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Chilean State mining firm Enami says it’s getting plenty of interest from prospective partners in a lithium project as part of the government’s efforts to tap more of the world’s biggest reserves.

The early-stage Altoandinos project is part of President Gabriel Boric’s agenda to open up new areas to lithium extraction in a bid to double output of the battery metal. While the state will control projects in the two biggest salt flats, Enami has the scope to negotiate terms with private partners.

Altoandinos, comprised of three undeveloped salt flats in the Atacama region, will churn out 20 000 metric tons by 2032 and triple that by 2037, according to government projections.

On Tuesday, Enami released the first results from a $10.5-million drilling campaign, with brine samples at the Aguilar flat showing an average concentration of 740 milligrams of lithium per liter. Enami boss Ivan Mlynarz is hoping those “promising” results will help secure partners to fund, develop and run the project. Firms have until Friday to register.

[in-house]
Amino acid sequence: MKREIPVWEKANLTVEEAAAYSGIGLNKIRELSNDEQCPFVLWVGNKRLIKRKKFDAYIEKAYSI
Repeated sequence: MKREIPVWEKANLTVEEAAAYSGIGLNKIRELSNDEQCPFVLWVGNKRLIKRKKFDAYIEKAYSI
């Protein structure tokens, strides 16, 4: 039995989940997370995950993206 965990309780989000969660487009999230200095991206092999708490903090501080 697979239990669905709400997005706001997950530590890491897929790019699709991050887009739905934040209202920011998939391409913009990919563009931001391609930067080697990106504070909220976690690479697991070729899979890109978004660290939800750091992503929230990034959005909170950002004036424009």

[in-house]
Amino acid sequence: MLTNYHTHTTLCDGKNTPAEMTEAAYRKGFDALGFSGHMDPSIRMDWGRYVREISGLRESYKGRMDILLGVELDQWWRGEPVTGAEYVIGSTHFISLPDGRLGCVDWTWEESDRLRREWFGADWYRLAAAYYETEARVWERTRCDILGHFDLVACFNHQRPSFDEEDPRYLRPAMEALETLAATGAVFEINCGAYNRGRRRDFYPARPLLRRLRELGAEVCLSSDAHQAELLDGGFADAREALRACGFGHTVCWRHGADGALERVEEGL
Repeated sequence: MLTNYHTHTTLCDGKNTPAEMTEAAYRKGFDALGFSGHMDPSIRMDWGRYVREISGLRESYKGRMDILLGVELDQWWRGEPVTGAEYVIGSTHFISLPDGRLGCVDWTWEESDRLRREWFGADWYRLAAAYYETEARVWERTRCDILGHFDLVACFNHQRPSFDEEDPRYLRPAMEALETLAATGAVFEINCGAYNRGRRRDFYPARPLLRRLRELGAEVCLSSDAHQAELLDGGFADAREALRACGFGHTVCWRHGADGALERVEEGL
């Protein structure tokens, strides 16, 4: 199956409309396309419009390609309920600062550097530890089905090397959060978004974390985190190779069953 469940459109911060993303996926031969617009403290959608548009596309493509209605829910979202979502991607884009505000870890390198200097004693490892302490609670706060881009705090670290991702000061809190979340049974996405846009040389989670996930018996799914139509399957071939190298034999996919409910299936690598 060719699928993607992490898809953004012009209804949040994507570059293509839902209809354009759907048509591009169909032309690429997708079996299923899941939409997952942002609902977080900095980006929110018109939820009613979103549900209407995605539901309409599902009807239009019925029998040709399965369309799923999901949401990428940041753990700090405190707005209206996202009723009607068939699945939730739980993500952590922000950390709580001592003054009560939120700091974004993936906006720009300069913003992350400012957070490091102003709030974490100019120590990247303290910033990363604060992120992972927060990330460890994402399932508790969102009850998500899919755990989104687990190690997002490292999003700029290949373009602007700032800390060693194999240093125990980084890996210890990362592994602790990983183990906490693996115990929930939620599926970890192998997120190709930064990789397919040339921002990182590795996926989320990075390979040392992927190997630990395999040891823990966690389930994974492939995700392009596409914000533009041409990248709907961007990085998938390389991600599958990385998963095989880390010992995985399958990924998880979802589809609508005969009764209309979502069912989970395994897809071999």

“We have high interest from relevant companies in the sector,” Enami said a text message Tuesday, declining to elaborate further.

Separately, Enami is undertaking indigenous consultation as part of permitting requirements, while 30 firms and consortia — including Rio Tinto Plc and Schlumberger — are participating in a process to chose a direct lithium extraction methodology. Chile is pushing the use of DLE as a greener alternative to the conventional evaporation technique.